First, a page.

Only my grandmother got upset when she heard the news from her knitting circle. You’re just like your mother, she said. Once upon a time, that would’ve made me mad, but every day since I went through that gate, my mother has felt just a little bit closer. Like she’s a buoy out in the bay and the undertow’s pulling me toward her.
When the breeze comes in from the sea, it always brings the scent of lilacs with it. I used to hate the smell, but I find it comforting now. At night, even though our house is too far inland to hear them, I listen to the waves crash against what’s left of the sea wall and think about my mother’s stories. Red sunrises and water ghosts. Pathways to a city under the sea. And promises accidentally made, but binding nonetheless.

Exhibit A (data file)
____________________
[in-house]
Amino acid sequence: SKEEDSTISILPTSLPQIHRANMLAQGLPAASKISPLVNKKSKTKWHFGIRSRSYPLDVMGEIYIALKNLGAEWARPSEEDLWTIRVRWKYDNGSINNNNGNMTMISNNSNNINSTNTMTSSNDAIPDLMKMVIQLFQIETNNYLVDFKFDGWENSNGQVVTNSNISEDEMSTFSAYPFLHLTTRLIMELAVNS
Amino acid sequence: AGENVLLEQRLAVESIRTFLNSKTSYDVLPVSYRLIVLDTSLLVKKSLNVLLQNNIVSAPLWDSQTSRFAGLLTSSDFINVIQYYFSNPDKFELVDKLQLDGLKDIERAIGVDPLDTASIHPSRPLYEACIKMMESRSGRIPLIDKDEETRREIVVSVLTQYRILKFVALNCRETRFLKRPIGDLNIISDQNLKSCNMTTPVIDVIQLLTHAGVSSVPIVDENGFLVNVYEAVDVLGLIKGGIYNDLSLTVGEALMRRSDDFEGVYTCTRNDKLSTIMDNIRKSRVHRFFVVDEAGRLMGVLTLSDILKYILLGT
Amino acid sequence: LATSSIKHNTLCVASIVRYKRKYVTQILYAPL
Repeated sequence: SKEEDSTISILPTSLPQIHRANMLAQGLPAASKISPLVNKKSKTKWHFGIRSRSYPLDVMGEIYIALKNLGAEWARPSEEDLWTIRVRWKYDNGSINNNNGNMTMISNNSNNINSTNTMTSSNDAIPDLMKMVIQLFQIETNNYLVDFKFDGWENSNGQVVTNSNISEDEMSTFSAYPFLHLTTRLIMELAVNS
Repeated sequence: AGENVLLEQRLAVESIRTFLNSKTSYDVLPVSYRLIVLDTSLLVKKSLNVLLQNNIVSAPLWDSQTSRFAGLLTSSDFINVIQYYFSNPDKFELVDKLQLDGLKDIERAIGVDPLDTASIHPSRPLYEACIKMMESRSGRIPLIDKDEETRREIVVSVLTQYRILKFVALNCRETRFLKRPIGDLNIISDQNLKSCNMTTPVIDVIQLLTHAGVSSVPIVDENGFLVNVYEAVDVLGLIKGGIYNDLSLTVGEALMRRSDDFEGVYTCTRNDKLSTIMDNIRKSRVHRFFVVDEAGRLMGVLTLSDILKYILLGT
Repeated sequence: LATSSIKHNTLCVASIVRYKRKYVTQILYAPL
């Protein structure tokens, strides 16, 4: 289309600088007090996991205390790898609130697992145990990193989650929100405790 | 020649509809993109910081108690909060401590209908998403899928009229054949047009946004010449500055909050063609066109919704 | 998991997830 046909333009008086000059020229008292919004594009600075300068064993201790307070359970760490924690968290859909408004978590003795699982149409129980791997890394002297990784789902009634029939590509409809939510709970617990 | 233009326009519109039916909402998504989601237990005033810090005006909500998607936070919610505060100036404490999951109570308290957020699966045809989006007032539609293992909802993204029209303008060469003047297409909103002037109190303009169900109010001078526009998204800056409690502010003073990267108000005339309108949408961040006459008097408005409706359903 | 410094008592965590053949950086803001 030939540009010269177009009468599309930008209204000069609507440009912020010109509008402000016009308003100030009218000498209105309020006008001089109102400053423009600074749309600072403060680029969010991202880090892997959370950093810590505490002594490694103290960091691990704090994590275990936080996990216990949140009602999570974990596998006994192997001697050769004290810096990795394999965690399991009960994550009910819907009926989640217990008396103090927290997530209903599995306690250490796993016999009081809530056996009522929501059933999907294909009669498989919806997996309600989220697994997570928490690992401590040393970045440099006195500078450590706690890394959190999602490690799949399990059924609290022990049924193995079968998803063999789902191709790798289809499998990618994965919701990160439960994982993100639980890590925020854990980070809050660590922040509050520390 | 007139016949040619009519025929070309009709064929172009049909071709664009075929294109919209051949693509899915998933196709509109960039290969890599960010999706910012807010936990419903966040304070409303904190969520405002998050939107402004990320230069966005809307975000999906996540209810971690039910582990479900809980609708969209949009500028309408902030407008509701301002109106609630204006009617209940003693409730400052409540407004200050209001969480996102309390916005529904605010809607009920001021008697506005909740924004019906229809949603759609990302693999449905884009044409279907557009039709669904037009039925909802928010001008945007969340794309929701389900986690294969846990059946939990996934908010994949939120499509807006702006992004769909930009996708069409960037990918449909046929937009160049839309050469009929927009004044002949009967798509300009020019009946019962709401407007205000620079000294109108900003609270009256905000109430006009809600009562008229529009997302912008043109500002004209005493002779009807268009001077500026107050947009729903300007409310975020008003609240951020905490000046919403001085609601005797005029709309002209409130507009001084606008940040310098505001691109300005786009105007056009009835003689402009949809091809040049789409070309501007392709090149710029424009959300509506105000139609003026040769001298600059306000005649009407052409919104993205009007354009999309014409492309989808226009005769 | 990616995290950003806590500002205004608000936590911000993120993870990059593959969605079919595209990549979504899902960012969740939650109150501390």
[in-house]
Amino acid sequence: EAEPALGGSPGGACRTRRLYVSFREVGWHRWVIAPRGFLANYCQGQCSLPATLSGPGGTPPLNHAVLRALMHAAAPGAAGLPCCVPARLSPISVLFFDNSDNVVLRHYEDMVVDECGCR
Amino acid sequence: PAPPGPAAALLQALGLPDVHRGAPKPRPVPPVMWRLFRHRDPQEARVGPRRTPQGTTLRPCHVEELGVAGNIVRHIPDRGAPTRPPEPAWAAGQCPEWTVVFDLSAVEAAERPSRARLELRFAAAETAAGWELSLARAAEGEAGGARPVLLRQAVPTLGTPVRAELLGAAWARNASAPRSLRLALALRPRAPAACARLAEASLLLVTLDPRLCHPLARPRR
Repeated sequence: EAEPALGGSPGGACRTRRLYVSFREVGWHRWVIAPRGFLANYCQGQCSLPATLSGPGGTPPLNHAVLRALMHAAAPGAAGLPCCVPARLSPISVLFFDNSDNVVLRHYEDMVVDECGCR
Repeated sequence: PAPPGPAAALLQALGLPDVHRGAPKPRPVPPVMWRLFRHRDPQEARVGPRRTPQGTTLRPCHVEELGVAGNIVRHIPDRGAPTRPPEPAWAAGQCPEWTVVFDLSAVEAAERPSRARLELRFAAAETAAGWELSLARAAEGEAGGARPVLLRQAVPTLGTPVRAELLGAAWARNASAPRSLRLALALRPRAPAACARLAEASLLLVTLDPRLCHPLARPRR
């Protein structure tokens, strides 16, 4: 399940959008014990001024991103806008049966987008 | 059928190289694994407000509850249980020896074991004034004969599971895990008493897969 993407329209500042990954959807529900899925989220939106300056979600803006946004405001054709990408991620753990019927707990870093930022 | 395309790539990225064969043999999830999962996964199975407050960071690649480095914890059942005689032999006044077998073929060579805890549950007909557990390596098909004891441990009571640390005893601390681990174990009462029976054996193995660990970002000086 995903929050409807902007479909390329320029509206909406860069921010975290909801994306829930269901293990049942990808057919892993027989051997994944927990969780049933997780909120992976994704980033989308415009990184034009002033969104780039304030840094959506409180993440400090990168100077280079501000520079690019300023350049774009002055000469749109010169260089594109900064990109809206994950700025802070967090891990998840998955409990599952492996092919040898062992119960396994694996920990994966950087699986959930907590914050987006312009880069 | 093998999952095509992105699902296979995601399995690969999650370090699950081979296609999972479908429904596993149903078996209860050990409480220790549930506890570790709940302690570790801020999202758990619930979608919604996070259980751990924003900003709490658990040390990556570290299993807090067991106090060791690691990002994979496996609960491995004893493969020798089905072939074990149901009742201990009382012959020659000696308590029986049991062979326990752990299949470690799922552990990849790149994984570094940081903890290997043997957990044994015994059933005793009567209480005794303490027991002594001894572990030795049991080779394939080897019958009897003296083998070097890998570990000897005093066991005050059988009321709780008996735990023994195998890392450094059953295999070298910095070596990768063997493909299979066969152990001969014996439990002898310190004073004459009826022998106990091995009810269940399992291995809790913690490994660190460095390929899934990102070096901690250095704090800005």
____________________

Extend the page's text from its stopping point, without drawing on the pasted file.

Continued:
In my dreams I remember the darkness beyond the gate. The way it grew thicker the further I followed it. How it went on too far, seemed endless. How I turned back, feeling emptier than I had when I went in.
But no one cares about that. They want the kind of story told over a campfire. One that will make them jump and scream and clutch their friend’s hand. One where I emerge breathless and victorious, having conquered death itself. Or peed my pants. Either will do, so long as it’s entertaining and shallow.
If anyone is broken up about the idea of me dying, they haven’t shown it. Not even Kim, who was so scared for me before I went in. The betting pool leans heavily in favor of my death coming exactly six months from the day I went in. Or in other words – today.
My father doesn’t acknowledge me, or the day, when I come into the kitchen, despite the headline on the front page of the paper he’s hiding behind that reads Is Today The Day?
I’ve promised the paper an exclusive on what I saw behind the gate, if I make it through the day. Part of me hopes I don’t. I keep thinking about Tommy Diaz, and how his parents would feel if I survive the gate’s curse when he didn’t.